c. Gateways to domestic 26 and international 24 Telex systems. Source is Consultative Committee on International Telephone and Telegraphy (CCITT), Geneva, Switzerland and Telex carriers such as (e.g.) Western Union, Saddle Brook, NJ; MCI Western Union International, Rye, NY; and ITT/RCA Globecom, New York, NY.
Function: A text-to-speech circuit board. It receives ASCII words from the ASCII storage manager 50 and delivers the corresponding audio to callers. The speaker element can probably be included in the telephone line interface element, however a telephone line interface does not necessarilyinclude capability for text-to-speech conversion.
Source: Circuit boards with associated software having this capability are available from AT&T Conversant System,, Dayton, OH; Digital Equipment Corp. DECTALK, Maynard, MA; and Natural Microsystems Watson Board (hardware) Natick, MA, combined with software from Berkeley Speech Technology, Berkeley, CA (software).
Function: Receives guessed words and routing data from the prompter 36. Saves guessed words and routing data in the ASCII word & message storage 52 until messages are completed. Sends guessed words to the speaker 48 forplayback to the sender. Also sends complete or partial messages to the caller for review. It saves confirmed guesses and erases incorrect word guesses from the storage. When a message is completed, the ASCII storage manager sends the ASCII message to the packet transport network interface on command of the sender. It also receives messages from a packet transport network and stores them in the ASCII word and message storage 52while awaiting delivery to recipients.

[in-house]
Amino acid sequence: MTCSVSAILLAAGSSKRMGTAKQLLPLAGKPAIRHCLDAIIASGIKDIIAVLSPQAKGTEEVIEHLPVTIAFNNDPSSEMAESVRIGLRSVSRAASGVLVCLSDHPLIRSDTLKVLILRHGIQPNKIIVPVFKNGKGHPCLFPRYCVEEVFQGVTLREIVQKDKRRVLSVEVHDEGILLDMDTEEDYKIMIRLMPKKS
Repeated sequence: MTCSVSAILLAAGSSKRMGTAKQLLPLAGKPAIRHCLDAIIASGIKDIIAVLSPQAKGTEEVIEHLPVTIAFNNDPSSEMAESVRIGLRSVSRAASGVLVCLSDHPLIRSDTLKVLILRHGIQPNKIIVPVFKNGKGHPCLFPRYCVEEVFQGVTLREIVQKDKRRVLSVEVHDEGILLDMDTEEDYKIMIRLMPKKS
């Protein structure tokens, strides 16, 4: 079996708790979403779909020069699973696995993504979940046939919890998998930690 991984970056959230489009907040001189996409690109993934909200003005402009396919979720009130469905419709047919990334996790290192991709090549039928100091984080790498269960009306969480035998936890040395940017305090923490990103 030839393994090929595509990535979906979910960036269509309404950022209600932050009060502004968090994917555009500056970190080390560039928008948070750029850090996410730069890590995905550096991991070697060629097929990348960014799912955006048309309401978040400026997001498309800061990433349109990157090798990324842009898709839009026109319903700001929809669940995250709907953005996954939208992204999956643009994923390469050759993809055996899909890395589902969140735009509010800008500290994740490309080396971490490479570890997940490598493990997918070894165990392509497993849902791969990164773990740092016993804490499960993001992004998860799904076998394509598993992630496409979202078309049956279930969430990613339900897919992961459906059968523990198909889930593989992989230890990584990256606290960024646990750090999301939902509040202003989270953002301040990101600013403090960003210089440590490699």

Source: Microcomputer as in Tone Storage 38 and custom software.
Function: Stores ASCII words while they are in the process of message assembly. Stores ASCII messages while they are in the process of receipt or delivery. Multiple messages are in progress of receipt or delivery simultaneously.
Source: Extended memory board as in word guessing dictionary 42 and data storage and retrieval software.
Function: A high speed modem. Exchanges (sends and receives) ASCII messageswith the nearest packet transport network access node. In the United States, there are between 500 and 1000 dial up access modes available by alocal telephone call. Most of these belong to GTE Telenet or McDonnell Douglas Tymnet. The provider of local access (GTE, Tymnet) is not necessarily the long haul packet hauler to the destination. The access modes have varying data rates of 300, 1200, and 2400 baud. The norm is 1200 baud. The message exchange may occur over digital communications lines so that a modem, as such, (performing modulation and demodulation) is not required. In this case, the message exchange is digital end-to-end.The interface is also expected to conduct data interchange with the Packet Transport Network so as to support billing to users.
Source: High speed modems are available from US Robotics, Skokie, IL; HayesMicrocomputer Products, Norcross, GA; and Universal Data Systems, Huntsville, AL. Also requires custom software for functions peculiar to this invention (e.g., billing) plus communications software usually supplied with modems.
While the invention has been described with reference to the preferred embodiment thereof it will be appreciated by those of ordinary skill in the art that modifications can be made to the parts and steps in the system without departing from the spirit and scope of the invention as a whole.
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|U.S. Classification||379/93.27, 379/906, 370/352|
|Cooperative Classification||Y10S379/906, H04M11/066|
|Nov 26, 1990||AS||Assignment|
Owner name: FON-EX, INC.,, NEW JERSEY
Free format text: ASSIGNMENT OF ASSIGNORS INTEREST.;ASSIGNOR:RISKIN, BERNARD N.;REEL/FRAME:005518/0476
Effective date: 19901116
|Apr 14, 1993||REMI||Maintenance fee reminder mailed|
|Sep 12, 1993||LAPS||Lapse for failure to pay maintenance fees|
|Nov 30, 1993||FP||Expired due to failure to pay maintenance fee|
Effective date: 19930912